If you’re in a great studio, with great players and a great artist and have a clear vision of how you want the song to be at that point it’s just as much getting out of the way and letting everyone collectively do what they are best at. I think that part appeals to me that everyone is concentrating on their part individually and I get to sit back and listen to the collective piece and make the calls from there.
How do you find the difference in the music industry from Australia to Los Angeles and Nashville?
Australia used to have such a lively pub rock scene that really summed up Australian culture I’d love to see that return and be more supported, by not only the venues but fans too. LA was such a dream for me and it is still a town that I enjoy. So many of the famous rock and roll clubs are ‘pay to play’ these days which somewhat takes away the excitement for me, Nashville’s scene is exploding and much more condensed. It still is predominately country music but it really is attracting people and musicians from all walks of life so it’s becoming a melting pot of different genres.
Who are your some of your favorite producers and why?
He’s polarizing for some but had more hits than misses, and that’s Rick Rubin. I love the fact that he’s done so many varied albums over the years in just about all genres. He isn’t from what I can gather technical at all but he always seems to bring out an honest reflection of each artist he works with at that point in time. Mutt Lange definitely had a big influence at the other end of the scale for his incredible attention to detail and sonic masterpieces.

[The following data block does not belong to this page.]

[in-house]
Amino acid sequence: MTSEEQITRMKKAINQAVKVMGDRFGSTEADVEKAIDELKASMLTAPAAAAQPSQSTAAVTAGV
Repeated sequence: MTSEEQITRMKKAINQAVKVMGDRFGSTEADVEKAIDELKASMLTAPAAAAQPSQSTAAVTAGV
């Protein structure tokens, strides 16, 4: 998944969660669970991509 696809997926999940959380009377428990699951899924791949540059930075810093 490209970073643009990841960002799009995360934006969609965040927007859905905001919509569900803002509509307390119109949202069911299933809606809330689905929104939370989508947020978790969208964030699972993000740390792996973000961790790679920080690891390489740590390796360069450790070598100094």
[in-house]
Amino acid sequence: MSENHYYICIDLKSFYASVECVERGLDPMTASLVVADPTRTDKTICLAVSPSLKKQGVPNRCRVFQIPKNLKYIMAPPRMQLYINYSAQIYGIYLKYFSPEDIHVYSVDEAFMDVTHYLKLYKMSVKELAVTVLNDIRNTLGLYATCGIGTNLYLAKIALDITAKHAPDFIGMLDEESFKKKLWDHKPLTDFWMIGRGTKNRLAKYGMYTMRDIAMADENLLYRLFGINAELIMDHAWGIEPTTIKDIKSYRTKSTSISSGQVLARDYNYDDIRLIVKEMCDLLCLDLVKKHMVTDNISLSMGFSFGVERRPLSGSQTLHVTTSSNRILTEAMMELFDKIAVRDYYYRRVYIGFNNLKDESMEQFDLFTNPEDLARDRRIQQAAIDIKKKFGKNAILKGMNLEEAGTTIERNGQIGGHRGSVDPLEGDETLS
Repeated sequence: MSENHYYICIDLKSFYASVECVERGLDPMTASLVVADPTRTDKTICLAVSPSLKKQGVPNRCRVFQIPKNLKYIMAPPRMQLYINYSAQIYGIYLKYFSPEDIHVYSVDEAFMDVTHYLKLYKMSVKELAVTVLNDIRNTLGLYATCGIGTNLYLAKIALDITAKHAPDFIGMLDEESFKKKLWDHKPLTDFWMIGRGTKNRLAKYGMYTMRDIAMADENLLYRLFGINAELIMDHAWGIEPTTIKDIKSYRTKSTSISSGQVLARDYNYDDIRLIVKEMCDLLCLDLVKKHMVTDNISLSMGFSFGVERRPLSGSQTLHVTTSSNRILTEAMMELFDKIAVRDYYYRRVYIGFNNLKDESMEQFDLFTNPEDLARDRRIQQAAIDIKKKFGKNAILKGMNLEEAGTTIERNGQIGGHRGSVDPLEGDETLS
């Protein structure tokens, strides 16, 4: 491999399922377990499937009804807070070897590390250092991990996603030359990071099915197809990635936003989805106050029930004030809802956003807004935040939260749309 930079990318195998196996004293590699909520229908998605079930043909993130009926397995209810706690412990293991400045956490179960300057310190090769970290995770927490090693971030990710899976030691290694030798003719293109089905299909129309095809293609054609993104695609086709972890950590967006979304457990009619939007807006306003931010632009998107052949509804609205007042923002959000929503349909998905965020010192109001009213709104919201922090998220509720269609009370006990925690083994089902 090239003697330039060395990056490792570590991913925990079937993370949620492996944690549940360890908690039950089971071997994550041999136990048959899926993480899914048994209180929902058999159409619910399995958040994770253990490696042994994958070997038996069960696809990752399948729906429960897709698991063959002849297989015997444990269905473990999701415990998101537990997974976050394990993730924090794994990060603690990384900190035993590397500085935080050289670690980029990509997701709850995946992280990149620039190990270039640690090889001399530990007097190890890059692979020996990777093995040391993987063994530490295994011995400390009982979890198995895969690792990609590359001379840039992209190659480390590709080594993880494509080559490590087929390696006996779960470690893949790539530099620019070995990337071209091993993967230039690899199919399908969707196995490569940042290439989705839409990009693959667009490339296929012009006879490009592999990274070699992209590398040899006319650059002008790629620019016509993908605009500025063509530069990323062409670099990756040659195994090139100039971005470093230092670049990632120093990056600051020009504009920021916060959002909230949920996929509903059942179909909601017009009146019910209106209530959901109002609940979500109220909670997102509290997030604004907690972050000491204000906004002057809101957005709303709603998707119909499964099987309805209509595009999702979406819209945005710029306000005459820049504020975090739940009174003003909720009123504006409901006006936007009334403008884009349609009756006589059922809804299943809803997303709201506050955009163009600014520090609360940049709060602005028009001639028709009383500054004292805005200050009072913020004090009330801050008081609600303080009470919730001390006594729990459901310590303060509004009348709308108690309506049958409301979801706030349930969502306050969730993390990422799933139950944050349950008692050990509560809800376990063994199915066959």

How do you see the future of the industry?
Undoubtedly there is massive change going on in the industry, I think it’s fair to say the musical landscape has changed dramatically but what will define it going forward is less clear. Perhaps that in itself is an exciting time as there is room for people to blaze a new trail and change the face of the industry. We can be down on the negative aspect of the fact that music has been greatly devalued as an art form but we’ve also never been so connected worldwide so you just need to shift with the landscape and love what you do.
If there was one artist you could work with who would it be?
That would be ‘The Boss’ (Bruce Springsteen) I’d have to do the album with the full E Street band like they did back in the day and capture that magic that they still have on stage. Plus, I’m sure he has some great stories to tell!
You can reach Ben through his website www.benwattsproductions.com
Live Your Dream,